I felt like a change this month. Why? Well, I watched The Money Programme this week, which was about food shopping in the recession, and as a result felt compelled to swap people watching for food commentating.

Overall, it was a well balanced affair - albeit not rocket science to those of us in the know. However, it wasn't aimed at food experts, but at the general viewing public. From their point of view I think Gregg Wallace - my celebrity chum, who sent me a text message before the show telling me to watch, in a thinly veiled attempt to boost his ratings - delivered.

For those who missed it, Gregg focused on the changes in consumer buying behaviour during difficult times. He talked about the increased sales of value or basic range products, which are enabling the big five to "help the consumer in these tough economic climes", but also to better compete with each other and the discounters. He also examined the developing battle between the big brand owners and the multiples, as well as the rising popularity of frozen products. We then saw Iceland's Malcolm Walker extolling the virtues (and "freshness") of frozen veg over fresh produce.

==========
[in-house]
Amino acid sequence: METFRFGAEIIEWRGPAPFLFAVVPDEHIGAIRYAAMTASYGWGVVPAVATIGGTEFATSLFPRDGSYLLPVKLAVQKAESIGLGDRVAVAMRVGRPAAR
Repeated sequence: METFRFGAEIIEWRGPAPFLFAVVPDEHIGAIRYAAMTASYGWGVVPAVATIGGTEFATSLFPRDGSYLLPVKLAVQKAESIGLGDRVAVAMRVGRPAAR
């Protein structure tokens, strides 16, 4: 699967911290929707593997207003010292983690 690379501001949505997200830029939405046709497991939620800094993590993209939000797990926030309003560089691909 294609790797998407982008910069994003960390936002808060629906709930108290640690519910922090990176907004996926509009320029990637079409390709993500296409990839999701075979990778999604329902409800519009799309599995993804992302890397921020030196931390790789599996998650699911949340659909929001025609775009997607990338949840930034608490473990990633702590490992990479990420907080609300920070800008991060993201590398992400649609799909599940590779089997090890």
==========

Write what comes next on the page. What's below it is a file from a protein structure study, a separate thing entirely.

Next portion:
Gregg used a sample family to test various retail channels and the 'cheaper' products/frozen food items versus their 'normal' shopping practice. It was fascinating to see the response to the value/cheap range of products from a well known retailer. In short, the family saved approx 20% in cost terms versus their normal products, but ended up chucking a lot of the products away because they were not good enough.

This confirmed something that we all know: quality always sells. People might want to save money, but they like what they like and find it tough to change long-standing buying habits that are based on brand loyalty, both to retail own label or "well known makes", simply because of taste and the consistent quality of the food.

It all goes to show that quality products or services always win the day, no matter how tough things get. This was evident again last Thursday at the SuperMeat & Fish Awards in London. The winners were recognized for the quality and innovation of the various products, with emphasis on new, unusual and tasty. There was only one award for a 'low cost/value product', but many prizes for quality items. This was further trumpeted by the awards for the best regional meat and fish retailers, which were, of course, fundamentally credited to the people behind the ideas, selling, marketing, manufacture, distribution, merchandising and retailing of those quality products. See, I knew I could get it back to my normal subject.

Guy Moreton is director of recruitment practitioner MorePeople.